Thanks to LINX for sponsoring our latest Wellesley, Mass., education news. In this unprecedented time LINX has built outdoor classrooms and is using Elm Bank Reservation fields so that children can continue to have the in-person learning experiences they need and want, while staying safe. True to its mission of providing the best classes experience for each member of every family, LINX has created new classes for remote school students, pandemic pods, micro-schools, and temporary home schools!
Location: 141 Linden Street, Wellesley, 02482
Welcome back to in-person learning, Wellesley. Today is the day when students, teachers, and staff will at last re-enter school buildings. It’s been a long time coming. Wellesley went to a remote-learning style of education back in mid-March, when schools were closed due to COVID-19 concerns.
It’s been seven months since the double doors clanged shut, but now that the hybrid model is kicking in, students in grades 2 – 12 will start in-school learning for two out of five days per week. Pre-K through grade 1 students will have four days of in-class learning. Wednesdays will be half-day remote learning for all. Approximately 500 students across the board have opted to enroll in Wellesley’s new Remote Learning School.
We’ve taken a different approach to marking the return of students to bricks-and-mortar education this year, since showing up at school drop-off points to take a few pics seemed like a bad idea. Instead, we met recently with Wellesley’s newest school principal, Grant Smith, to get an outdoor tour and find out how the head of Hardy School is settling in.
Smith comes to Wellesley by way of Winchester’s Vinson-Owen Elementary School, where he served as principal for nine years. Before that he worked for the Lexington school system, a post he took to be closer to family after teaching 3rd and 4th grade in Chicago for many years. Smith grew up in Swampscott and after graduation attended Calvin College (now Calvin University), a private Christian college in Michigan of about 4,000 undergraduates. He earned his master’s degree in school administration through Cambridge College in Boston.
When Smith accepted the Hardy job, he knew the town was in the middle of a big decision process about moving from seven elementary schools to six, and that Hardy might potentially close. He was undaunted by the prospect. “I knew a big decision was coming. But I also knew it would be a matter of years before the decision would have a direct effect on the Hardy building.” (As it turns out, on Sept. 4 the School Building Committee voted 7-6 to build a new elementary school at the Hardy site over Upham.)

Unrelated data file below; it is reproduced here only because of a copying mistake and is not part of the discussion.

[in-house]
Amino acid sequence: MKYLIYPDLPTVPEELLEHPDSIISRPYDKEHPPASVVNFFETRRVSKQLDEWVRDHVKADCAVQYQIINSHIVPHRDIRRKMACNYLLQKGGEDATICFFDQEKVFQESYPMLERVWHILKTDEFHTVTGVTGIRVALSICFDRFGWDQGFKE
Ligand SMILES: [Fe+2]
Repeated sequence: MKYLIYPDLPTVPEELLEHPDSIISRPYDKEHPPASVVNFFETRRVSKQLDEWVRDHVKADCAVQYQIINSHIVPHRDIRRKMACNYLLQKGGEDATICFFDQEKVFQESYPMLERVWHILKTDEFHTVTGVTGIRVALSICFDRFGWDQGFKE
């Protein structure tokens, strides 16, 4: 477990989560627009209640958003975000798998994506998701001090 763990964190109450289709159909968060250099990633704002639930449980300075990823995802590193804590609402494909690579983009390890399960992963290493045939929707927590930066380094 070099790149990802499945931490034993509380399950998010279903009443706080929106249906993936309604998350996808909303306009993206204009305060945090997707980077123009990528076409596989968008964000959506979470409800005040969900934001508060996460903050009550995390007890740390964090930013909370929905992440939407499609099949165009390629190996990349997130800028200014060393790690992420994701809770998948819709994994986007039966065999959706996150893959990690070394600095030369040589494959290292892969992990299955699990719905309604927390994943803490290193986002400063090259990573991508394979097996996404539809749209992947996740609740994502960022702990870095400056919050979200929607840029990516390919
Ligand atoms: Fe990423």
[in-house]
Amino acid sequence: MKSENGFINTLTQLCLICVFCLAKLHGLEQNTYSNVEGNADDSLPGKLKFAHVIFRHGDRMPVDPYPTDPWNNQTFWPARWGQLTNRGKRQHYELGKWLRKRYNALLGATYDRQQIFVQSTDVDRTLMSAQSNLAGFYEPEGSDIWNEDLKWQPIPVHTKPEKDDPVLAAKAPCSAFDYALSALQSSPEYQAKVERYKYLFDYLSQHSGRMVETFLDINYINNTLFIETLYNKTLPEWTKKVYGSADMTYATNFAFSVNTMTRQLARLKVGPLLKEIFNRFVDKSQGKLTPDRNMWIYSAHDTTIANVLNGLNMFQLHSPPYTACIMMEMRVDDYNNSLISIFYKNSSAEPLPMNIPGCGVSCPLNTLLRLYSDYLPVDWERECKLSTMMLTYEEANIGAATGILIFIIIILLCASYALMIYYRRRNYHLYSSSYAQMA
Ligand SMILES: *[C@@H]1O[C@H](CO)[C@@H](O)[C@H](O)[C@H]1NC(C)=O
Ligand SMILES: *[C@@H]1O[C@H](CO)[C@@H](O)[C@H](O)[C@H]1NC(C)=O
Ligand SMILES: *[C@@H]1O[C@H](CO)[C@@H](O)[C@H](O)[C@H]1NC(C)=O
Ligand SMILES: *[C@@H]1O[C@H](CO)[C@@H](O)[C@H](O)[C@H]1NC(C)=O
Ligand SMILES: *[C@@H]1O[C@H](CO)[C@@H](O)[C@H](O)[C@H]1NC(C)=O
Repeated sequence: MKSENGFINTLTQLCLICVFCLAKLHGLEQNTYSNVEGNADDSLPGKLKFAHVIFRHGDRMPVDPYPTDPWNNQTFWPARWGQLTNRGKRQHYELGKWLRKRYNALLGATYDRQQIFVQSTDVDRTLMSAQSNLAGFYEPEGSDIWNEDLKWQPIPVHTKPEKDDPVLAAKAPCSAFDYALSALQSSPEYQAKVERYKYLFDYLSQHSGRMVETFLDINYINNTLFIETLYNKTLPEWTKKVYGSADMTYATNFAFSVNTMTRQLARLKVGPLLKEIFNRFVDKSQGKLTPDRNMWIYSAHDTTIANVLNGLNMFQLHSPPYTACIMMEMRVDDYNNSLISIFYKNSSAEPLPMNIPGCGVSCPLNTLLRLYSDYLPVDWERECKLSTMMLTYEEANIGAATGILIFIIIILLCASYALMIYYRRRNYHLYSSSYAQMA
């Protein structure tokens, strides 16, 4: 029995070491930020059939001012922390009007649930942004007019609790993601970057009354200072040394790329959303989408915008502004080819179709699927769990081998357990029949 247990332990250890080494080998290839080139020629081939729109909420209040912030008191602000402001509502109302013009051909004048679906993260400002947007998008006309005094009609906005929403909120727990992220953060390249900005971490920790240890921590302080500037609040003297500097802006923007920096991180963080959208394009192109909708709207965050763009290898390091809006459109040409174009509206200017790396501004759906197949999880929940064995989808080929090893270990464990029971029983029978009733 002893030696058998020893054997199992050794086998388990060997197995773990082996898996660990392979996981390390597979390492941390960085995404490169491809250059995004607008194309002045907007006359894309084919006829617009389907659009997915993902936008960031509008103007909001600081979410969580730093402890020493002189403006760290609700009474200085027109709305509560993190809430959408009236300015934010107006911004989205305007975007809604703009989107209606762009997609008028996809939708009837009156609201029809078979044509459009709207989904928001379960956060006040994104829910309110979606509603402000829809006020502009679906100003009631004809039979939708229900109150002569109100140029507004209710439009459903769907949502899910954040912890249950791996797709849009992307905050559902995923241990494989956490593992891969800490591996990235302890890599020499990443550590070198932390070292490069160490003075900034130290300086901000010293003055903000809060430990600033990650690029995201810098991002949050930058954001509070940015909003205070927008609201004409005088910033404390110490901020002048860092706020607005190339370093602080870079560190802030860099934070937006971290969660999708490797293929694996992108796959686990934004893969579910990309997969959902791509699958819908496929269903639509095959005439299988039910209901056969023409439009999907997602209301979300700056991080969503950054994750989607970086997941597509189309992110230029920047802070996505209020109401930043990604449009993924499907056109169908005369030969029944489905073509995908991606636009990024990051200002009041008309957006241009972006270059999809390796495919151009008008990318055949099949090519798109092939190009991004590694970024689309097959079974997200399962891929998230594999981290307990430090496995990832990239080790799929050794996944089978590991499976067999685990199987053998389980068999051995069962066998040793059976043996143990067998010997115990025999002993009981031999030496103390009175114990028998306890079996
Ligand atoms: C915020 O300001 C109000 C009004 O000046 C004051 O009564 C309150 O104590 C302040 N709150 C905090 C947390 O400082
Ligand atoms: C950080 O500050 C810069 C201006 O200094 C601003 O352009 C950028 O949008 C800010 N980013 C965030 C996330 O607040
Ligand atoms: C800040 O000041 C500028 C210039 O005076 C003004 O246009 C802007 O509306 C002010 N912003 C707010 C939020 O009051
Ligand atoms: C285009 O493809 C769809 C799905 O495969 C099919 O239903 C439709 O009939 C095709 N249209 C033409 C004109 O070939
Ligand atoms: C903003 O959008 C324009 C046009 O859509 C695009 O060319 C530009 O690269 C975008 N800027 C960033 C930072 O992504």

Smith says he was more concerned about what the pandemic would mean for the school community. “All of us knew this would be a unique start to the school year,” he said, “but in spite of the chaos, it was possible for me to ease into my start in Wellesley.” Smith’s July 1st start date meant that he entered a work-in-progress when it came to figuring out how the recommendations and requirements of the State and the local Board of Health would be implemented as the academic year grew closer.
“It’s been done with the support of the larger administration team, the PTO, the teachers,” he said. “It’s definitely been the busiest summer. The logistical elements of a return have been challenging, and we’re continually revising and updating what we do.”
The big issues that Smith says he and the team have grappled with are how they can make school feel as normal as possible; how they can meet the needs of the kids when they are engaged in in-person learning at Hardy; and how they can meet the needs of kids when they are out of the school building.
For now, this son of an elementary classroom teacher is focused on creating a school year that moves to a new rhythm of learning. He’s been getting to know kids and families by sharing his love of children’s literature. As students engaged in remote learning, Smith dropped into each classroom via Zoom to introduce himself and do read-alouds of his favorite books. “This is providing a great way for me to start to get to know the Hardy students and providing the chance for students to get to know me as a caring adult in the community.”
Welcome to Wellesley, Principal Grant.